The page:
Dream jobs

February 12, 2021

What makes some jobs better than others?

The positive effect that a ‘good’ job has on lifetime wage income may be due to a wage jump upon taking the job (i.e., a static effect) or to a faster wage growth after taking the job (i.e., a dynamic effect), and may depend on whether the benefits are portable to another job, as well as on the quality of the match between occupation worker’s skill and ability.

This paper uses 16 years of data on Portuguese firms, workers, and international trade. Internationally active firms experience higher sales growth relative to domestic firms and can thus provide for better experience and opportunities for managers. Internationally active firms also provide for steeper wage growth for managers (see the figure).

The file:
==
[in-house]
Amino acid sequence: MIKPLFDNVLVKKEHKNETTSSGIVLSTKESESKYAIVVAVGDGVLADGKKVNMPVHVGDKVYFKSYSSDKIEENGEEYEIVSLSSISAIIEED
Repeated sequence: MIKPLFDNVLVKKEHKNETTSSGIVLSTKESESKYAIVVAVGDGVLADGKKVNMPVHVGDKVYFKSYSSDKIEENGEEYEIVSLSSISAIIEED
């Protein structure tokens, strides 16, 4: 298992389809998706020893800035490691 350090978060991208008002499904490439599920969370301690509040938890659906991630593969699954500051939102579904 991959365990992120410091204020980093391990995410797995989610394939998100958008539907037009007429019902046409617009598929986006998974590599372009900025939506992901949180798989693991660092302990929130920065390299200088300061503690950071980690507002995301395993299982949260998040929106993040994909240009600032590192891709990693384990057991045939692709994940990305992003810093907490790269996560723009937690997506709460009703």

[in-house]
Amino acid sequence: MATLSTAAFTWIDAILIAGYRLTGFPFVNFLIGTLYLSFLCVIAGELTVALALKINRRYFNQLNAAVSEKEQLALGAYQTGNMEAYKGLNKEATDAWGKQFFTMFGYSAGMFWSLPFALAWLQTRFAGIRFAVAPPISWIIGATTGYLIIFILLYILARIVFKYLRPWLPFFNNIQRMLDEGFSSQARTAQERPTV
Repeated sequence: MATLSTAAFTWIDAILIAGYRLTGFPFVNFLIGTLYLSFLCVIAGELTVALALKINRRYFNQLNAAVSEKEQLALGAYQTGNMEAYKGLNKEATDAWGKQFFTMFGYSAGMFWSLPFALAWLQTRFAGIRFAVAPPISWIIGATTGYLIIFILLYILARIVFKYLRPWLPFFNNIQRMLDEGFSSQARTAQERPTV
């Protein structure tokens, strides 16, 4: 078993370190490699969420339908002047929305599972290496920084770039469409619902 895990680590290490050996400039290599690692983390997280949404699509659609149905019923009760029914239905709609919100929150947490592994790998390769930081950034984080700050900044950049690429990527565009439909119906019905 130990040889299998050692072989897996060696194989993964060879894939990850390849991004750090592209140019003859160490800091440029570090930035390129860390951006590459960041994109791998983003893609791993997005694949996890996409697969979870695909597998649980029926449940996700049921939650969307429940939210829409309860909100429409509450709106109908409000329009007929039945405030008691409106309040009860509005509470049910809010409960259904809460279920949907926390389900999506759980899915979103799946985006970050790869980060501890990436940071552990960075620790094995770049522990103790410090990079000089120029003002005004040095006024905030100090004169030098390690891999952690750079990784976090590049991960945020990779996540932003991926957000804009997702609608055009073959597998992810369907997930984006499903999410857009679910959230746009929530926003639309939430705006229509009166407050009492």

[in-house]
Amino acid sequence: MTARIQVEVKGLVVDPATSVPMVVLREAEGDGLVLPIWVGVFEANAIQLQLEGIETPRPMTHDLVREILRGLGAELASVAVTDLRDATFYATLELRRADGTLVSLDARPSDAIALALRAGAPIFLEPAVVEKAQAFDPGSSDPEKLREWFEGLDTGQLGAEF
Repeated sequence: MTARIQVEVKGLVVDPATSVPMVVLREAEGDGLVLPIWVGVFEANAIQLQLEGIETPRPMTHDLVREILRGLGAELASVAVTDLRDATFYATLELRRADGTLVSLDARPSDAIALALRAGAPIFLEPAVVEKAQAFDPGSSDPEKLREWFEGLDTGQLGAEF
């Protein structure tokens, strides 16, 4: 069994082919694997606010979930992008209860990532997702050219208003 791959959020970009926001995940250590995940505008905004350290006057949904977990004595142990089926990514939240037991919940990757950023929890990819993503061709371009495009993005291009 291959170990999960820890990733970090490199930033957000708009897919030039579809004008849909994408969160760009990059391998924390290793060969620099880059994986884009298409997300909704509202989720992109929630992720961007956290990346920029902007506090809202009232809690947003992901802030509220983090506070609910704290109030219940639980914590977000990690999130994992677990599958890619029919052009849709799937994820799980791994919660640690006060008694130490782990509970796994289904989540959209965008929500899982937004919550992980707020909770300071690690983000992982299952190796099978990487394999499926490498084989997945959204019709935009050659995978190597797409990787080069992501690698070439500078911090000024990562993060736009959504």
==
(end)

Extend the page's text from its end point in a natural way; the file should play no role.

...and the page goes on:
Figure: Experience-wage profiles for managers and blue-collar workers in domestic vs. internationally active firms.

Dream jobs are not the same for all workers. Managers and blue-collar workers receive higher wages in internationally active firms because of very different mechanisms. Blue collar workers benefit from wage jumps when moving to an internationally active firm while managers of those firms—and especially more able managers—benefit from higher wage growth that sticks with them even after they change jobs.

The gap between the return on international and domestic experience for managers stacks up over a 10-year horizon to a substantial 10% to 17% difference. As for blue-collar workers this gap is negligible.

Dream jobs also play a role at the aggregate level. International experience plays an important role in affecting spatial wage inequalities and the cross-sectional distribution of wages for more senior managers.

Click here to go to the paper by Giordano Mion, Luca David Opromolla, and Gianmarco I.P. Ottaviano.


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